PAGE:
ALL ABOOT THE DRAM – it’s not rocket science.

Other countries produce whisky (or, whiskey) but it is Scotch whisky that has caught the world’s imagination, resulting in an industry that today supports over 40,000 jobs across the UK (including ours); each year adding £5bn or more to the UK’s taxes; and contributes almost £4bn to the UK’s balance of trade.  Legally Scotch whisky within the UK the rules are set out in The Scotch Whisky Regulations 2009 (SWR), which came into force on 23 November 2009. Under the terms of the SWR, Scotch whisky has to have been distilled at a distillery in Scotland, matured in Scotland for a period of not less than three years and one day (leap years) in oak casks of not more than 700 litres with an alcoholic strength by volume minimum 40%. There are five categories of Scotch whisky. (a) Single malt Scotch whisky is whisky produced  in pot stills at a single distillery. (b) Single grain Scotch whisky is produced at a single distillery in Scotland, in addition to malted barley, grains of other malted or unmalted cereals can be used. (c) Blended malt whisky is a blend of two or more single malt Scotch whiskies from different distilleries. (d) Blended grain whisky is a blend of two or more single grain Scotch whiskies from different distilleries. (e) Blended Scotch whisky is a blend of one or more single malt Scotch whiskies and one or more single grain Scotch whiskies. In the labelling, the category of whisky must be shown, and a distillery name may only be shown on Scotch whisky that has been wholly distilled at that distillery. Where an age description is used on a label (i.e. “aged 10 years”), that must be the age of the youngest Scotch whisky in the bottle, the term “pure malt” is banned from labels – but Paul does have a bottle of Cardhu Pure Malt.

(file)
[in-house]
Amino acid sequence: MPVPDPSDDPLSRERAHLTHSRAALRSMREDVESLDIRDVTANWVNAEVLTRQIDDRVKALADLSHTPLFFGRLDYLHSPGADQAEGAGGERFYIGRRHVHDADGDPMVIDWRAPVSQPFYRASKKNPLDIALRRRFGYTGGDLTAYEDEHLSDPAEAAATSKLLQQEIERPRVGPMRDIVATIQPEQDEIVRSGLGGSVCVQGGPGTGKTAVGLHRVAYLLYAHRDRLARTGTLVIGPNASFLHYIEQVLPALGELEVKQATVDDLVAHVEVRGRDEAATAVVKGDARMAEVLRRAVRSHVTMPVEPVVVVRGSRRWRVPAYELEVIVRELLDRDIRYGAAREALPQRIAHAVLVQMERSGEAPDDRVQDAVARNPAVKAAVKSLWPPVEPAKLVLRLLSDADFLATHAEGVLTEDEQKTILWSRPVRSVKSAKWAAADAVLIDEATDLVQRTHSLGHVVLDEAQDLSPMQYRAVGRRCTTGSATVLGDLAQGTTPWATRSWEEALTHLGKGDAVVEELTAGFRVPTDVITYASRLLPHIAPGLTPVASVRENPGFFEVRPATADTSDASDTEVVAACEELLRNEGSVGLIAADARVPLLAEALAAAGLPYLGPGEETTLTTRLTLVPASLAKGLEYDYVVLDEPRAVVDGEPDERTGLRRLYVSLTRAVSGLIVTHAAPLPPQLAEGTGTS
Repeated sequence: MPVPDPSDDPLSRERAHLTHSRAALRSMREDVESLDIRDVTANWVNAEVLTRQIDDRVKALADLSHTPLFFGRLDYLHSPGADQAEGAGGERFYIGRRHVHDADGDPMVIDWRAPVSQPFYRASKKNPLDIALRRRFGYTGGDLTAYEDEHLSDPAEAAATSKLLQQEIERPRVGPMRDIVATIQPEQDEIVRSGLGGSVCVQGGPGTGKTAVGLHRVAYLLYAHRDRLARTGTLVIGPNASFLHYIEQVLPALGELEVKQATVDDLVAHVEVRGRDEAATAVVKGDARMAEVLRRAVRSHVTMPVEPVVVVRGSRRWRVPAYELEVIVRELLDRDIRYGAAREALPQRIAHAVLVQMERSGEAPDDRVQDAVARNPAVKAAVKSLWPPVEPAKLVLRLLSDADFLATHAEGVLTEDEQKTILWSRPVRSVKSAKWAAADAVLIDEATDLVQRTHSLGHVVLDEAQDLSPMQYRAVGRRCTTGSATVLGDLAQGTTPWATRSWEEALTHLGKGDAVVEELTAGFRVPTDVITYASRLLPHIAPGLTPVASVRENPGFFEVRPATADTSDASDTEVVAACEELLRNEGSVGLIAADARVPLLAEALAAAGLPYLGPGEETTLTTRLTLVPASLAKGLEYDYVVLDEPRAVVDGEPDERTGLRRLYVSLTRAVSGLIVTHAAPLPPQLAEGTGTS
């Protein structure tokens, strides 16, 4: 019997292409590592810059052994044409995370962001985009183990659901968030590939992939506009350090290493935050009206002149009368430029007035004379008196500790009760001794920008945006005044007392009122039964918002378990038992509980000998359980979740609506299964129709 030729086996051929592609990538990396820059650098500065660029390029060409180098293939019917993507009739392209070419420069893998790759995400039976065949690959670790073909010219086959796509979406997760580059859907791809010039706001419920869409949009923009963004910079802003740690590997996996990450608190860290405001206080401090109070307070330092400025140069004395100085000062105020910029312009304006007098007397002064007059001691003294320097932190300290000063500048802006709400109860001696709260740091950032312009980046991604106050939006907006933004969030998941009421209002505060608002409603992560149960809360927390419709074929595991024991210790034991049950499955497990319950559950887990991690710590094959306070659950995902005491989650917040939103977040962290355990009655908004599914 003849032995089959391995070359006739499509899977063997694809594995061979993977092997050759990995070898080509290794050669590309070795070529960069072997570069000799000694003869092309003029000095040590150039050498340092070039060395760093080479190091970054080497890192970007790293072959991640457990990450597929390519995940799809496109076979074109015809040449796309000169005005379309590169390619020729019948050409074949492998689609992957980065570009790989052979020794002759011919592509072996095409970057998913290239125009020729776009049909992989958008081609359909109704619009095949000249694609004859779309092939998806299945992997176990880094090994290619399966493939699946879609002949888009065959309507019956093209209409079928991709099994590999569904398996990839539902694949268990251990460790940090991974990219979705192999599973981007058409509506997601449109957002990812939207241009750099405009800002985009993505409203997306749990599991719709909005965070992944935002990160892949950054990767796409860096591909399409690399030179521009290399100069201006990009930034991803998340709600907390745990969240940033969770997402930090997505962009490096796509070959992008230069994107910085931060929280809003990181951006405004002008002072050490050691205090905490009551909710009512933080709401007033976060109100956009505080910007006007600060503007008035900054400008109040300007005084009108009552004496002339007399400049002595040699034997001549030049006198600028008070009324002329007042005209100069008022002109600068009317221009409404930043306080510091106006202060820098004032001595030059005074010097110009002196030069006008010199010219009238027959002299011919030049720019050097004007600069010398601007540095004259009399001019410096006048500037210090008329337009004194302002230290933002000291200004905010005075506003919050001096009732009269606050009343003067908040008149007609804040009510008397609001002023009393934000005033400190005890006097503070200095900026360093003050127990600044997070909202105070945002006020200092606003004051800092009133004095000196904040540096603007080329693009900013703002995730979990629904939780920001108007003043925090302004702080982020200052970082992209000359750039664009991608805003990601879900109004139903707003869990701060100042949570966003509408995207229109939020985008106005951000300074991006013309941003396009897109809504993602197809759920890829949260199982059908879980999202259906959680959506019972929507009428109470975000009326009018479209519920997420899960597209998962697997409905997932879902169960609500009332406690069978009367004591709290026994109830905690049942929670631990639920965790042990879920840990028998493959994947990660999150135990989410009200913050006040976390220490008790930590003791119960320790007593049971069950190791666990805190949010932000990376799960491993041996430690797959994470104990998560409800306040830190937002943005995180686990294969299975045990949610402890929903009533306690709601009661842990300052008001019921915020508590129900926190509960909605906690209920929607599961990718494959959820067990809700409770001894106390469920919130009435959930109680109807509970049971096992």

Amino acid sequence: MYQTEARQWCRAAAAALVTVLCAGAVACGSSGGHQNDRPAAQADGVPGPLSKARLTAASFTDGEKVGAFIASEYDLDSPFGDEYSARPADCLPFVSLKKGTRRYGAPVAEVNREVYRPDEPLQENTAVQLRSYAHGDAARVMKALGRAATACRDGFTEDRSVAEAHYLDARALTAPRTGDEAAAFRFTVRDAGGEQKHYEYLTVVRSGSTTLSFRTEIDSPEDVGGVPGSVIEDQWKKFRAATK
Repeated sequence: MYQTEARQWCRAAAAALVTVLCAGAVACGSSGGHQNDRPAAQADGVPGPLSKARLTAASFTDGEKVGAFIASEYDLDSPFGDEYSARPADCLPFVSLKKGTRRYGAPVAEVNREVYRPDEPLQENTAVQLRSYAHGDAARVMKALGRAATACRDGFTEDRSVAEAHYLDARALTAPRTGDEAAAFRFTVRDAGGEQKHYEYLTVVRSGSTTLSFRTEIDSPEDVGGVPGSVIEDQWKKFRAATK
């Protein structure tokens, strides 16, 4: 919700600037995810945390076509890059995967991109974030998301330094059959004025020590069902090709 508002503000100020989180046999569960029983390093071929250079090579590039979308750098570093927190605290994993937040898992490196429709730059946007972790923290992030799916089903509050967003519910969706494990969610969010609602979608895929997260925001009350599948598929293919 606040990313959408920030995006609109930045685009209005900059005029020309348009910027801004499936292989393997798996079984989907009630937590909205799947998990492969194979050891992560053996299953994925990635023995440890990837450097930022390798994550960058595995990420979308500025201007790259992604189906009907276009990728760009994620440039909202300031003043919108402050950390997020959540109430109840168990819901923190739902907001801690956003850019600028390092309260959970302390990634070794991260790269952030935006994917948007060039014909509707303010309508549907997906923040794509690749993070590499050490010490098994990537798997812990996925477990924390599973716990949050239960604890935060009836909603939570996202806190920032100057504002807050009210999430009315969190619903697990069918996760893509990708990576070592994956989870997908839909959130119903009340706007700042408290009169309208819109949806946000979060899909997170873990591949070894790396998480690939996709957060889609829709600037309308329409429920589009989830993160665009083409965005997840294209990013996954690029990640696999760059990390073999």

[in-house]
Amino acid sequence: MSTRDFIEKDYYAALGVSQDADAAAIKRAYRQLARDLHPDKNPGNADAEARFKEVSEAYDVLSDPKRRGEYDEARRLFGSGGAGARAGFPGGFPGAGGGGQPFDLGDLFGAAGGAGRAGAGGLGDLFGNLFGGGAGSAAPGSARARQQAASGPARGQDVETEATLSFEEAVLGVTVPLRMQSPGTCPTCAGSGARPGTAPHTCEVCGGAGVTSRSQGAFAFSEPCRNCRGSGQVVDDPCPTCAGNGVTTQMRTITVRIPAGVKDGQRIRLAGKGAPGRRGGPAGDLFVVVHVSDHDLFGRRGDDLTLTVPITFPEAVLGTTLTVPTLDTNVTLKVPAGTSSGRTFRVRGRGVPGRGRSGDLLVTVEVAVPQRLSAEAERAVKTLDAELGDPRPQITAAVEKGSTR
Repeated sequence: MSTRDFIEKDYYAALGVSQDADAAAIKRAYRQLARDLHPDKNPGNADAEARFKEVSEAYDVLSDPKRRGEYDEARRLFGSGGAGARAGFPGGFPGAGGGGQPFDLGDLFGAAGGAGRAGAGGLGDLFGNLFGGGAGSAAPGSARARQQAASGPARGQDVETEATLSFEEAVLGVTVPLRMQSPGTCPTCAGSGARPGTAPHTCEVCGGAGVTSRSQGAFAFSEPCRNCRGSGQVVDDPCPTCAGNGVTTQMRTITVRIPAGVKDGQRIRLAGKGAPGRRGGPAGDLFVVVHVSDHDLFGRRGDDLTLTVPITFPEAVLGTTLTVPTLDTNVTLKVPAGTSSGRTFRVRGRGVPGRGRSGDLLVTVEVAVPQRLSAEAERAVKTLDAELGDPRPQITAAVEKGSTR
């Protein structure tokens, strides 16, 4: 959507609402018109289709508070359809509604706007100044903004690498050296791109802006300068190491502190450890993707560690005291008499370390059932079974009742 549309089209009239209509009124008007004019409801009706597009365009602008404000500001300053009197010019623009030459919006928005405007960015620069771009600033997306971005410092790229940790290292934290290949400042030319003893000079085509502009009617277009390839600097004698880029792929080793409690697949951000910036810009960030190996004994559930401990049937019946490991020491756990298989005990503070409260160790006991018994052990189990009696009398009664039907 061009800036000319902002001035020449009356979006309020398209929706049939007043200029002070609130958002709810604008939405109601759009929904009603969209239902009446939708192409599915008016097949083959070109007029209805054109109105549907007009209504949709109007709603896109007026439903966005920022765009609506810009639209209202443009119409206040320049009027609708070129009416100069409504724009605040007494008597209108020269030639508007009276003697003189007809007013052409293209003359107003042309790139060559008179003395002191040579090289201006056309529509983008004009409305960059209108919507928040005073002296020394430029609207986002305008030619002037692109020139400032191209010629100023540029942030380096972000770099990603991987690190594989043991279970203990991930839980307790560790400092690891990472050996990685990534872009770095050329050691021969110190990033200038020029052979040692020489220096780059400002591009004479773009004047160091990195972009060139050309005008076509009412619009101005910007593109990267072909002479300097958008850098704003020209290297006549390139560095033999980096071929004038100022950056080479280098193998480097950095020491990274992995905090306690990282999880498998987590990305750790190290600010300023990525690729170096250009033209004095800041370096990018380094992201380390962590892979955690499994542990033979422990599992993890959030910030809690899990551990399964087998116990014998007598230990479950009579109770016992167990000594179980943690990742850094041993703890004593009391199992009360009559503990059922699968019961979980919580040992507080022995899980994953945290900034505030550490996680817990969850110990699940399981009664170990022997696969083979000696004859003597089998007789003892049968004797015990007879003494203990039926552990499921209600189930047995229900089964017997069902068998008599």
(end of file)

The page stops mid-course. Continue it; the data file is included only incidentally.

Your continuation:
Glenlivet distillery

Most single malt Scotch whisky is sold at a strength of between 40% and 45% alcohol. However, whiskies that are not diluted at all and are sold at “cask strength”, i.e. they are bottled at the strength at which they come from the cask. All malt Scotch whisky is matured in oak barrels that are second-hand: that have been previously used to mature some other alcoholic drink somewhere in the world. As a result Scotland is the destination of a constant flow of empty and dismantled bourbon casks from the USA, sherry and port casks from Spain, Burgundy and Claret casks from France, to name just a few, Edradour to my mind is a world leader in experimentation, love this distillery and the drams that emerge from it. The process of making malt whisky has the same stages wherever in Scotland it is made. Many distilleries do not have maltings, preferring to buy their barley already malted from one of the very large industrial maltings that now are available.

The best way of understanding the process is to book with MCLEANSCOTLAND on a bespoke whisky tour, they will take you to various distilleries, offer masterclasses, whisky schools and tastings – they have many industry experts working with them, many of them friends. With a team of 8 driver guides, plus Liz and Paul, you are in the best of hands, no matter if you know it all (no one knows everything) or just starting out, their tours are an education, fun and very more ish.


paul and andrew symington, owner of edradour distillery